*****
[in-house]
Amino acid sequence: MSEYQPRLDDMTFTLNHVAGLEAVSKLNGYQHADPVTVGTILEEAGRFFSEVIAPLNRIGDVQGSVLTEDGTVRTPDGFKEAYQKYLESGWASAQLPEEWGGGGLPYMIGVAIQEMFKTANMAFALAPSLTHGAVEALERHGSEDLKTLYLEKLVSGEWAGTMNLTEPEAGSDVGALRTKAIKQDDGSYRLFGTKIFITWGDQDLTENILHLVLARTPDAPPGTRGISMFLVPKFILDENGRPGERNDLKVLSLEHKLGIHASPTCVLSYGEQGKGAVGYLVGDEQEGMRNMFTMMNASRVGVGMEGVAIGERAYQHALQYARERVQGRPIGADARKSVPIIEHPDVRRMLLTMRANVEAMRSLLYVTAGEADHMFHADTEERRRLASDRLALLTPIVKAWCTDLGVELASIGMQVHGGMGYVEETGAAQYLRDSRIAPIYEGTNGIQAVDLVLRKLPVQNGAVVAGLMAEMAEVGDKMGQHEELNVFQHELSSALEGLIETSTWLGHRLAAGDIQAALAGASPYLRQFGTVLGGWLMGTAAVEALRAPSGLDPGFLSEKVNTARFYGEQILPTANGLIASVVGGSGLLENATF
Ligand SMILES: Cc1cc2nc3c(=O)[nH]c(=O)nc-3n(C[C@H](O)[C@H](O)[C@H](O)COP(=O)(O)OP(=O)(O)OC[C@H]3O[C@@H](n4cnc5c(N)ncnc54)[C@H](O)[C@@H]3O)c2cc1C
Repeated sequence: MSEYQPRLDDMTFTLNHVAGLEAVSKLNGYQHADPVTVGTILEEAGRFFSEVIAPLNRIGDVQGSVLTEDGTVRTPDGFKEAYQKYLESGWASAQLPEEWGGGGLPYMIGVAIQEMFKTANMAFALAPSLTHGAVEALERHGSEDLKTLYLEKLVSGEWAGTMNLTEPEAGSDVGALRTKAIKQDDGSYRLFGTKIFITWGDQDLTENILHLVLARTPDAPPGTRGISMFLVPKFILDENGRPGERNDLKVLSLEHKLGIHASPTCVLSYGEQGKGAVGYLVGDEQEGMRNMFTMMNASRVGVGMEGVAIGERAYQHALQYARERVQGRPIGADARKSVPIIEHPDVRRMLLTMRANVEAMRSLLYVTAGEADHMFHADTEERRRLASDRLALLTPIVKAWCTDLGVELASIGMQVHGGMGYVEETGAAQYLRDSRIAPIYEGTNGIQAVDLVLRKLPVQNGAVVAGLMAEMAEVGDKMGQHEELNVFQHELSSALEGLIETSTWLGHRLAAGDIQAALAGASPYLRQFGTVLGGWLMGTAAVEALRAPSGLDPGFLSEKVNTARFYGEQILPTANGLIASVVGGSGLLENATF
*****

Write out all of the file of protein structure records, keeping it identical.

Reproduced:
[in-house]
Amino acid sequence: MSEYQPRLDDMTFTLNHVAGLEAVSKLNGYQHADPVTVGTILEEAGRFFSEVIAPLNRIGDVQGSVLTEDGTVRTPDGFKEAYQKYLESGWASAQLPEEWGGGGLPYMIGVAIQEMFKTANMAFALAPSLTHGAVEALERHGSEDLKTLYLEKLVSGEWAGTMNLTEPEAGSDVGALRTKAIKQDDGSYRLFGTKIFITWGDQDLTENILHLVLARTPDAPPGTRGISMFLVPKFILDENGRPGERNDLKVLSLEHKLGIHASPTCVLSYGEQGKGAVGYLVGDEQEGMRNMFTMMNASRVGVGMEGVAIGERAYQHALQYARERVQGRPIGADARKSVPIIEHPDVRRMLLTMRANVEAMRSLLYVTAGEADHMFHADTEERRRLASDRLALLTPIVKAWCTDLGVELASIGMQVHGGMGYVEETGAAQYLRDSRIAPIYEGTNGIQAVDLVLRKLPVQNGAVVAGLMAEMAEVGDKMGQHEELNVFQHELSSALEGLIETSTWLGHRLAAGDIQAALAGASPYLRQFGTVLGGWLMGTAAVEALRAPSGLDPGFLSEKVNTARFYGEQILPTANGLIASVVGGSGLLENATF
Ligand SMILES: Cc1cc2nc3c(=O)[nH]c(=O)nc-3n(C[C@H](O)[C@H](O)[C@H](O)COP(=O)(O)OP(=O)(O)OC[C@H]3O[C@@H](n4cnc5c(N)ncnc54)[C@H](O)[C@@H]3O)c2cc1C
Repeated sequence: MSEYQPRLDDMTFTLNHVAGLEAVSKLNGYQHADPVTVGTILEEAGRFFSEVIAPLNRIGDVQGSVLTEDGTVRTPDGFKEAYQKYLESGWASAQLPEEWGGGGLPYMIGVAIQEMFKTANMAFALAPSLTHGAVEALERHGSEDLKTLYLEKLVSGEWAGTMNLTEPEAGSDVGALRTKAIKQDDGSYRLFGTKIFITWGDQDLTENILHLVLARTPDAPPGTRGISMFLVPKFILDENGRPGERNDLKVLSLEHKLGIHASPTCVLSYGEQGKGAVGYLVGDEQEGMRNMFTMMNASRVGVGMEGVAIGERAYQHALQYARERVQGRPIGADARKSVPIIEHPDVRRMLLTMRANVEAMRSLLYVTAGEADHMFHADTEERRRLASDRLALLTPIVKAWCTDLGVELASIGMQVHGGMGYVEETGAAQYLRDSRIAPIYEGTNGIQAVDLVLRKLPVQNGAVVAGLMAEMAEVGDKMGQHEELNVFQHELSSALEGLIETSTWLGHRLAAGDIQAALAGASPYLRQFGTVLGGWLMGTAAVEALRAPSGLDPGFLSEKVNTARFYGEQILPTANGLIASVVGGSGLLENATF